What are cron and crontab, and how do I use them?
Note: On most systems, you must get permission from
the system administrator before you can submit job requests to
cron. On some shared systems, because there is only one
crontab file, only the administrator has access to the
crontab command. To request that
enabled on your Webserve account, see the Indiana
University Webmaster's Cron
cron daemon is a long-running process that
executes commands at specific dates and times. You can use this to
schedule activities, either as one-time events or as recurring tasks.
To schedule one-time only tasks with
cron, use the
batch command. For more information,
see In Unix, what are the at and batch commands, and how do I use
them to submit non-interactive job requests?
For commands that need to be executed repeatedly (e.g., hourly, daily,
or weekly), you can use the
crontab command. The
crontab command creates a crontab file containing
commands and instructions for the
cron daemon to
execute. You can use the
crontab command with the
Edit your crontab file, or create one if it doesn't already exist.
||Display your crontab file.|
||Remove your crontab file.|
Display the last time you edited your crontab file. (This option is available on only a few systems.)
Used in conjunction with other options, this option allows you to modify or view the crontab file of
Each entry in a crontab file consists of six fields, specifying in the following order:
minute(s) hour(s) day(s) month(s) weekday(s) command(s)
The fields are separated by spaces or tabs. The first five are integer patterns and the sixth is the command to execute. The following table briefly describes each of the fields:
The exact minute that the command sequence executes
The hour of the day that the command sequence executes
The day of the month that the command sequence executes
The month of the year that the command sequence executes
The day of the week that the command sequence executes (Sunday = 0, Monday = 1, Tuesday = 2, and so forth)
The complete sequence of commands to execute. The command string must conform to Bourne shell syntax. Commands, executables (such as scripts), or combinations are acceptable.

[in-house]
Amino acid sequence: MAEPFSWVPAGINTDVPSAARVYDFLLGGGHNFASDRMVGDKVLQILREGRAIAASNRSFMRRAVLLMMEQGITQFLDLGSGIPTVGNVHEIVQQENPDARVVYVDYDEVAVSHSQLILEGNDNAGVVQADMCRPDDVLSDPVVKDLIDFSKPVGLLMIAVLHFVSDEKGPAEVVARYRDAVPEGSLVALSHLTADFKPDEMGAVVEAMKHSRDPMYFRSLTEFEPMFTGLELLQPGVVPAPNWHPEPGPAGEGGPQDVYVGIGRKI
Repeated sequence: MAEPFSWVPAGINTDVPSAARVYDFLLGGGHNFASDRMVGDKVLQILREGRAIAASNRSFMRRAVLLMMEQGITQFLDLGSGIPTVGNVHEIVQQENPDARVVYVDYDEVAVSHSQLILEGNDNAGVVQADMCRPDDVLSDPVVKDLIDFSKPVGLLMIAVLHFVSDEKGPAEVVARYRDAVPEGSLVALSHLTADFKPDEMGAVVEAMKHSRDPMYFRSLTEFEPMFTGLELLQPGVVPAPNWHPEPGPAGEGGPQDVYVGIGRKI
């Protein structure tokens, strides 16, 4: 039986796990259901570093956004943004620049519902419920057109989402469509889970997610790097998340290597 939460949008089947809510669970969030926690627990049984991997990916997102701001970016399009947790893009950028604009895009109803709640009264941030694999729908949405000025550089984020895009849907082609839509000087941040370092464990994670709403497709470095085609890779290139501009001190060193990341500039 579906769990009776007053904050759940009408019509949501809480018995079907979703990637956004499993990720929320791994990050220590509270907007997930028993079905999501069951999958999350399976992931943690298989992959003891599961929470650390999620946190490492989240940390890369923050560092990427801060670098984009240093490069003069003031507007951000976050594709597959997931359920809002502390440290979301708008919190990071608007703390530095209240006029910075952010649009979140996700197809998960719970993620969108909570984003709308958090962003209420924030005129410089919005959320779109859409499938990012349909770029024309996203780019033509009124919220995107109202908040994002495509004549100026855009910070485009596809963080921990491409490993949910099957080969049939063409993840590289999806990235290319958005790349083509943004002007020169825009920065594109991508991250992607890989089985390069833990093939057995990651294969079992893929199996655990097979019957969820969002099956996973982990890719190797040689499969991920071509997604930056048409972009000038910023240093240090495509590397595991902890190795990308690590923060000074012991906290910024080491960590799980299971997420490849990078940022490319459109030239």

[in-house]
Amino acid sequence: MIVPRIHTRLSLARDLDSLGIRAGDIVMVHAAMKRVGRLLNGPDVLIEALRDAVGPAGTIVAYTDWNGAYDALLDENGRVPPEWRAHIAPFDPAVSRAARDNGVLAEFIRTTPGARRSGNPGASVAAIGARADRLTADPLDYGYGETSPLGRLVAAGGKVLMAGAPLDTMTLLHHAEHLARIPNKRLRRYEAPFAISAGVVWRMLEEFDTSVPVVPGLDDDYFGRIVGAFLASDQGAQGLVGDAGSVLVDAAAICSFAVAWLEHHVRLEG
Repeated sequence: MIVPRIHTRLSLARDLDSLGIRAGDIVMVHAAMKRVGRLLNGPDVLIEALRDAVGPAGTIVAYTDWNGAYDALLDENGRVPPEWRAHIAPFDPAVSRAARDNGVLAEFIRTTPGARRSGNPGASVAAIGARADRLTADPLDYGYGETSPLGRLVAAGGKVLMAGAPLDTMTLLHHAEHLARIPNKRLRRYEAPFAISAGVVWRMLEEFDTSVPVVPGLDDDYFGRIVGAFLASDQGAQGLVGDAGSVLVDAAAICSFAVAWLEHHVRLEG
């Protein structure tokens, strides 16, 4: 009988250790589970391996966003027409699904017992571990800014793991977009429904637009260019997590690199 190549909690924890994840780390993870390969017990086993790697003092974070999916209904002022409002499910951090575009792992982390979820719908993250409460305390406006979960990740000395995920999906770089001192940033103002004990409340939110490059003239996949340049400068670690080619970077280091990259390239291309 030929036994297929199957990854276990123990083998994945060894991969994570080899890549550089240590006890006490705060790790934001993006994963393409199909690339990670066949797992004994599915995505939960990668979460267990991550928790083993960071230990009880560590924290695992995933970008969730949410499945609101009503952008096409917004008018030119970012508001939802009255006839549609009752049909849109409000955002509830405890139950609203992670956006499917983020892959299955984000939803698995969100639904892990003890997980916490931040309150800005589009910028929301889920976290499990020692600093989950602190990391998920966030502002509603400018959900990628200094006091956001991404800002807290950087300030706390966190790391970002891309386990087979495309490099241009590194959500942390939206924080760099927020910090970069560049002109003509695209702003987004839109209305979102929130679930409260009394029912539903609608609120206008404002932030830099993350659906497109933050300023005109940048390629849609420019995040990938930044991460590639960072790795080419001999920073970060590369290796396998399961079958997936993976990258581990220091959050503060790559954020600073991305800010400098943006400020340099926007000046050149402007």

Each of the patterns from the first five fields may be either
* (an asterisk), meaning all legal values, or a list of
elements separated by commas. An element is either a number or an
inclusive range, indicated by two numbers separated by a minus sign
10-12). You can specify days with two fields: day
of the month and day of the week. If you specify both of them as a
list of elements,
cron will observe both of them, for
0 0 1,15 * 1 /mydir/myprogram
cron daemon would run the program
myprogram in the
mydir directory on the
first and fifteenth of each month, as well as on every Monday. To
specify days by only one field, the other field should be set to
*, for example:
0 0 * * 1 /mydir/myprogram
In the above example, the program would run only on Mondays.
If a cron job specified in your crontab entry produces any error messages when it runs, you will get a mail message reporting the errors.
For more information, consult the following relevant man pages:
man crontab man cron man at man batch
At Indiana University, for personal or departmental Linux or Unix systems support, see At IU, how do I get support for Linux or Unix?
This is document afiz in the Knowledge Base.
Last modified on 2013-02-19.
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